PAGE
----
Planners eye shift in impact fee for roads
Published: Sunday, February 1, 2009 at 6:01 a.m.
Last Modified: Sunday, February 1, 2009 at 12:02 a.m.
A new approach by Alachua County to raising money and planning for roads, buses and bikes has grabbed the interest of the state, which will make the county part of a study on the potential transformation of growth management laws.
The county Growth Management Department is proposing to strengthen the bond between land use and transportation, and to replace the current impact fee with a new fee that would be lower for mixed-use development within the urban area and higher for rural car-dependent developments.
Key goals are to lessen car traffic and expand the focus on bus rapid transit.
Florida's Department of Community Affairs will work with the county to make the changes and to study the process as part of an effort to improve state planning, said Charles Gauthier, DCA director of community planning.
"I think what your staff is working on can become a model for the state. That's the direction we want to take," Gauthier recently told county commissioners. "There are important issues to work through, but on our end we are comfortable we can achieve it."
A central issue is concurrency — the state mandate that road capacity exists to handle increased traffic from a new development.
The intent of concurrency is to ensure counties and cities have roads to keep pace with growth. But the unintended consequence is sprawl — developments built deeper into rural areas because road capacity existed, but now those roads are too crowded.
County transportation impact fees raise some money for road improvements. But county planners are proposing to replace the impact fee with a mobility impact fee based on the number of miles residents in a new development would have to drive for work, shopping and other needs.
Projects in the urban area with a mixed residential/retail design would pay less than a rural home-only subdivision. Money collected from the fees would be spent on roads along with mass transit and other car alternatives.
"We've been coming up with several different elements of the comprehensive plan and revisions to link transit, bicycle/pedestrian, land use and automobile transportation all together," said county senior planner Jeff Hays.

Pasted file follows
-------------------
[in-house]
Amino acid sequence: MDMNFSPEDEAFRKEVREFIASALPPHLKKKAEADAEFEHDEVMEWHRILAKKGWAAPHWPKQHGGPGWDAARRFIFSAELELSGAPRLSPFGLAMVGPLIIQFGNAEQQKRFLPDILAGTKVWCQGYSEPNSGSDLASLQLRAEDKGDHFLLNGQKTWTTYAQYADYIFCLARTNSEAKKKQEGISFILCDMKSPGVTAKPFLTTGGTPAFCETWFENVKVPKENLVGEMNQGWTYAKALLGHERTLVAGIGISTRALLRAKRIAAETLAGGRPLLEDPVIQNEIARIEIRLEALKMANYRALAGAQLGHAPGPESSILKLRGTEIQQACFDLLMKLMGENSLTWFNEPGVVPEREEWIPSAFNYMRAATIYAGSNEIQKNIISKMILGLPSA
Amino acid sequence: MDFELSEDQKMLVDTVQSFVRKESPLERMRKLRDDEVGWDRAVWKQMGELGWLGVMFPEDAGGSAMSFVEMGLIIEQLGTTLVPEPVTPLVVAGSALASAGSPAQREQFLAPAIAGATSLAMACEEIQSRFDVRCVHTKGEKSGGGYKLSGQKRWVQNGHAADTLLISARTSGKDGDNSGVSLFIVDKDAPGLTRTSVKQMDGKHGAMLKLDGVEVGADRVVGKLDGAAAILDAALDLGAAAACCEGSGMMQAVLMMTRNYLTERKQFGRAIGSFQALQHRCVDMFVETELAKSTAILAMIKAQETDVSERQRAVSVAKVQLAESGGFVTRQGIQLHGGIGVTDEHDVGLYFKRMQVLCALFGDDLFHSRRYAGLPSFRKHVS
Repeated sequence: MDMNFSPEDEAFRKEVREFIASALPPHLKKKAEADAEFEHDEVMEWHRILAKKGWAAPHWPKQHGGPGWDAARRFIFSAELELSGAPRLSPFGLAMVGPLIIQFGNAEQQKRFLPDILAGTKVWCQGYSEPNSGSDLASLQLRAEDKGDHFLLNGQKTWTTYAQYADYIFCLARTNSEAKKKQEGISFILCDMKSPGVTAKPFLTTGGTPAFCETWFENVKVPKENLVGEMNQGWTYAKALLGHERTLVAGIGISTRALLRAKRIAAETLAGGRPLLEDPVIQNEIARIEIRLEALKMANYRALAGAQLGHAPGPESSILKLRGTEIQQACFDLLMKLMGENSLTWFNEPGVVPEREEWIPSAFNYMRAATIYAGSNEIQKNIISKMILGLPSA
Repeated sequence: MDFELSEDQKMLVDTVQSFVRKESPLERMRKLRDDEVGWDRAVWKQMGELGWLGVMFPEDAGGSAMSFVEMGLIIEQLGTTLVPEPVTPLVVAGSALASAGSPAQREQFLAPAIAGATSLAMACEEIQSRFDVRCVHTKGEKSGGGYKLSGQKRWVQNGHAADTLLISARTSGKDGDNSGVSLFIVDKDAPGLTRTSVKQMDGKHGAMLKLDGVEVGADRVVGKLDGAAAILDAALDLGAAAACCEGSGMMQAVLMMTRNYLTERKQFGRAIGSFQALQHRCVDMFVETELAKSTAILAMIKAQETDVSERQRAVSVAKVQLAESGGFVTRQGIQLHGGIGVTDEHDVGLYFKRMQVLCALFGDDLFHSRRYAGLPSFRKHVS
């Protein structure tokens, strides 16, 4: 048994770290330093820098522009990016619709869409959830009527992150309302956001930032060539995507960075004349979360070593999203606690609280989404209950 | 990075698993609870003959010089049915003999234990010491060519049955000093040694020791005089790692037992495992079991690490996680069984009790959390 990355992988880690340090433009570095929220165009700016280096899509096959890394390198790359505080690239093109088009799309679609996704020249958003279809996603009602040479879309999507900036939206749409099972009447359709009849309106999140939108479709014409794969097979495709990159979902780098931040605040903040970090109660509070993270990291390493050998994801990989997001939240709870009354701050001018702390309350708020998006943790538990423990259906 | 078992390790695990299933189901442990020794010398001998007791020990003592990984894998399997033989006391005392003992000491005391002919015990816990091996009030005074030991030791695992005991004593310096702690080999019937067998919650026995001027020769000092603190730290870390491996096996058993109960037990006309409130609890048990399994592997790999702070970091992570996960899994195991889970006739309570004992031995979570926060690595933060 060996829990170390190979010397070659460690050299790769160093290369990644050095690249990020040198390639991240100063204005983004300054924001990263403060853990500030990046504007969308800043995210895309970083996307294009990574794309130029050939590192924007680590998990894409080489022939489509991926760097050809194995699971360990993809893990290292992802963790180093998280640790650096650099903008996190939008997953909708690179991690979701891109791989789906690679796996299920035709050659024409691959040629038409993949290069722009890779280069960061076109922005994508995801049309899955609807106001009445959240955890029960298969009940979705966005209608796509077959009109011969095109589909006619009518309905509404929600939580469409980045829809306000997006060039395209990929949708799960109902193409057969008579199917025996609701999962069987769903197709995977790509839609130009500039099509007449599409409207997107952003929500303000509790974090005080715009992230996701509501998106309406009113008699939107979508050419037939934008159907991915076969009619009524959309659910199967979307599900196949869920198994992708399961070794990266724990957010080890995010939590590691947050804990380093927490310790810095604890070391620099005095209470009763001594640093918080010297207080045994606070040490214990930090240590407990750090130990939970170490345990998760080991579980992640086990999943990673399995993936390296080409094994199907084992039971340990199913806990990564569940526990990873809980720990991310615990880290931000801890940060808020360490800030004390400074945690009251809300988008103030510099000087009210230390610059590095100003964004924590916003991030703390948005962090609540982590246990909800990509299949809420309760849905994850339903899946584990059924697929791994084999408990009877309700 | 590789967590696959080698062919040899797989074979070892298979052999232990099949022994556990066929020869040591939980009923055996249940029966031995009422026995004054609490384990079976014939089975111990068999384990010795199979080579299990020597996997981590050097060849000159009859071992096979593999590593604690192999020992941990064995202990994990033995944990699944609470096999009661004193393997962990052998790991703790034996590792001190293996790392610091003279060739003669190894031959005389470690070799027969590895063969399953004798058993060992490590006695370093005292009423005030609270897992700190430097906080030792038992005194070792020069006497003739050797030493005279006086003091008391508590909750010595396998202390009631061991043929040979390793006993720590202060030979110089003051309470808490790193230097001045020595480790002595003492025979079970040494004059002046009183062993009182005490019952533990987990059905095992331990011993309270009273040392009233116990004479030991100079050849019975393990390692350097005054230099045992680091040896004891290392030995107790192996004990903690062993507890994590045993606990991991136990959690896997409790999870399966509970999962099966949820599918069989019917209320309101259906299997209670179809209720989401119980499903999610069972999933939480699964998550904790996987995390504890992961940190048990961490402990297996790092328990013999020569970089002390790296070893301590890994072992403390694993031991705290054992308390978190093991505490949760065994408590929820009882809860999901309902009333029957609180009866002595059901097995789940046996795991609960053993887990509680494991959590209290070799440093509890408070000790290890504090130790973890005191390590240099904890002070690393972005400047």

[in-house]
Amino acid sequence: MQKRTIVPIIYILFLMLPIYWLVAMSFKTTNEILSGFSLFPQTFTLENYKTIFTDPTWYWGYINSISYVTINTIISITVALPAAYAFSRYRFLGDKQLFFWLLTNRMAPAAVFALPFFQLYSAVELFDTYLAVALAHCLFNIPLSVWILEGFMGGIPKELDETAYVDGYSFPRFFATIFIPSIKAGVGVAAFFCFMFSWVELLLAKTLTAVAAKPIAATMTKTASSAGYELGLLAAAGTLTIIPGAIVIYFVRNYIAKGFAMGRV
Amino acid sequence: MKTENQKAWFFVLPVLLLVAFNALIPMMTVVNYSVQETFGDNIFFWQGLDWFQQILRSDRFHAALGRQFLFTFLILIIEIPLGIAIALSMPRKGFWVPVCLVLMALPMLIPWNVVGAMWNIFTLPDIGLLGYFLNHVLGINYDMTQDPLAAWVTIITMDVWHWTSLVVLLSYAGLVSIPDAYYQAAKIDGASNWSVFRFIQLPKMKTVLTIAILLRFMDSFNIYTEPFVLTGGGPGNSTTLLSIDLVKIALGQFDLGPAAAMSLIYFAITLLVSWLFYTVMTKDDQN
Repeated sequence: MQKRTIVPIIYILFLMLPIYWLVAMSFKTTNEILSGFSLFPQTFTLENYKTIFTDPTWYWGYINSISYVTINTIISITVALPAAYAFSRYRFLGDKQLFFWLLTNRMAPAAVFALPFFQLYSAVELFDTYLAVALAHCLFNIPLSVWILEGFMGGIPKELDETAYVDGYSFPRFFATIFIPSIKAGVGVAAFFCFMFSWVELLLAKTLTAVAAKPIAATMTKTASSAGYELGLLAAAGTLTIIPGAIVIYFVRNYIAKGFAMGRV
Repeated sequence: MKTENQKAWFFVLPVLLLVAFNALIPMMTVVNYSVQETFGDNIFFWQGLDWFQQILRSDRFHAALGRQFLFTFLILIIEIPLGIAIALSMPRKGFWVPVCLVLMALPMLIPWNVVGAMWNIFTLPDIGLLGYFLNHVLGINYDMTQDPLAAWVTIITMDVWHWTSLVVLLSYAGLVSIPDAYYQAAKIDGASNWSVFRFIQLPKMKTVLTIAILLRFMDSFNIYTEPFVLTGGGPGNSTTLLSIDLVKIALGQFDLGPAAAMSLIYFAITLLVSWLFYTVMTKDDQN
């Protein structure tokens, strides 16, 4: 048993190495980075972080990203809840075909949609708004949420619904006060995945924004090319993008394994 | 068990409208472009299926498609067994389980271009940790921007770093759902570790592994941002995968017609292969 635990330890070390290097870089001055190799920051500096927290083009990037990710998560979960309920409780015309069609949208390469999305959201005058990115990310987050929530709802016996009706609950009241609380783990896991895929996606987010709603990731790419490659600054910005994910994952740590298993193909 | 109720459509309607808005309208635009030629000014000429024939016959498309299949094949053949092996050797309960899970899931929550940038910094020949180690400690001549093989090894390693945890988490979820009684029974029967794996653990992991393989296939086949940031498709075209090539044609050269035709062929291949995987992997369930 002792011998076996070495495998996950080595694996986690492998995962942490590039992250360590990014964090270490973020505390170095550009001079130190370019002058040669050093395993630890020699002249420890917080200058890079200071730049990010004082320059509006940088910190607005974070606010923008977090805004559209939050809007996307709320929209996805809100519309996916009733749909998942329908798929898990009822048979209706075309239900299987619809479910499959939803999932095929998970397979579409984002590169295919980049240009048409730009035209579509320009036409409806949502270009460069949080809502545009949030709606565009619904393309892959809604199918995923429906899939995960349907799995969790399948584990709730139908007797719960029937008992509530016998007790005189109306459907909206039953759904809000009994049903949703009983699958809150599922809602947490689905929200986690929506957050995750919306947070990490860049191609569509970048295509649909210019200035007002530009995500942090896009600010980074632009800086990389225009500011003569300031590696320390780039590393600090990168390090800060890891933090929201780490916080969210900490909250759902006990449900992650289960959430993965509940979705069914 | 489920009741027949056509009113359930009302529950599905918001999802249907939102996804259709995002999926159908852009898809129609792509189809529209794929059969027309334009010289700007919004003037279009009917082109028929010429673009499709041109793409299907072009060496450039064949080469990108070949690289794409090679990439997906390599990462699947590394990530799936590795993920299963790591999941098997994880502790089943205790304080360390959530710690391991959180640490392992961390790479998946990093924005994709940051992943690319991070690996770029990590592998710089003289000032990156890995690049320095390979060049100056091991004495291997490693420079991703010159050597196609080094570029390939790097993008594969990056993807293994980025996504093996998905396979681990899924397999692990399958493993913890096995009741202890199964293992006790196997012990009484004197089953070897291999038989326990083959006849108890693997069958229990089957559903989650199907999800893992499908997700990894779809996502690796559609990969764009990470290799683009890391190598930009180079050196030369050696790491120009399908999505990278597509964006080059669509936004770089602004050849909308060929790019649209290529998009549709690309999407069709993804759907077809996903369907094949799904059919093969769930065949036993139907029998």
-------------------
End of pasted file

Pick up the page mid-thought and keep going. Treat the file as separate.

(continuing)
"We are incentivizing the types of land uses that will be transit-supportive and bicycle- and pedestrian-supportive. We are proposing a factor to discount the types of development that meet all of those design standards. It recognizes they have a reduced impact on the road network," Hayes continued.
A number of new roads to expand the street grid are proposed. But the county is increasing its emphasis on bus rapid transit, which it is in the process of developing with money from new development.
Gauthier said DCA has contracted with the University of South Florida's Center for Urban Transportation Research to study mobility fees and produce several options. He added that a preferred option will be tested in a community.
"We would like to work with Alachua County to see how it would actually work within the framework of community conditions, the comp plan and all the data with mobility needs," Gauthier said. "We see this as a way to bolster your own efforts and to take advantage of your good work and see what we could come up with."
Adam Bolton, president of the Builders Association of North Central Florida, said association members welcome an expanded road network but are skeptical over whether bus rapid transit will work and whether it will be a good use of county money.
Bolton added that the county should poll residents before it invests in a bus rapid transit system to gauge how much ridership it will get.
"There is a general feeling that looking at our traffic issues in as many different ways as possible is positive. The idea that you can solve the county's transportation issues through a rapid bus line — there are a lot of people who have some concerns about that and doubts because of the distances involved between employment areas and areas where most residents live," Bolton said.
"The idea of interconnections and creating a gridded network of roadways is well-received," Bolton said. "With some of our roads you just can't go wider. There is going to be a need to improve our overall transportation system. There is a lot of traction within the development community that a gridded network of smaller roads is a good approach."
Hays said a draft of the comprehensive plan changes should be ready for consideration by the commission in March. If approved by the commission, the plan changes would be sent to DCA for approval.
Commissioners have signaled support for the new direction, voting unanimously to have planners continue working with DCA toward a mobility fee.
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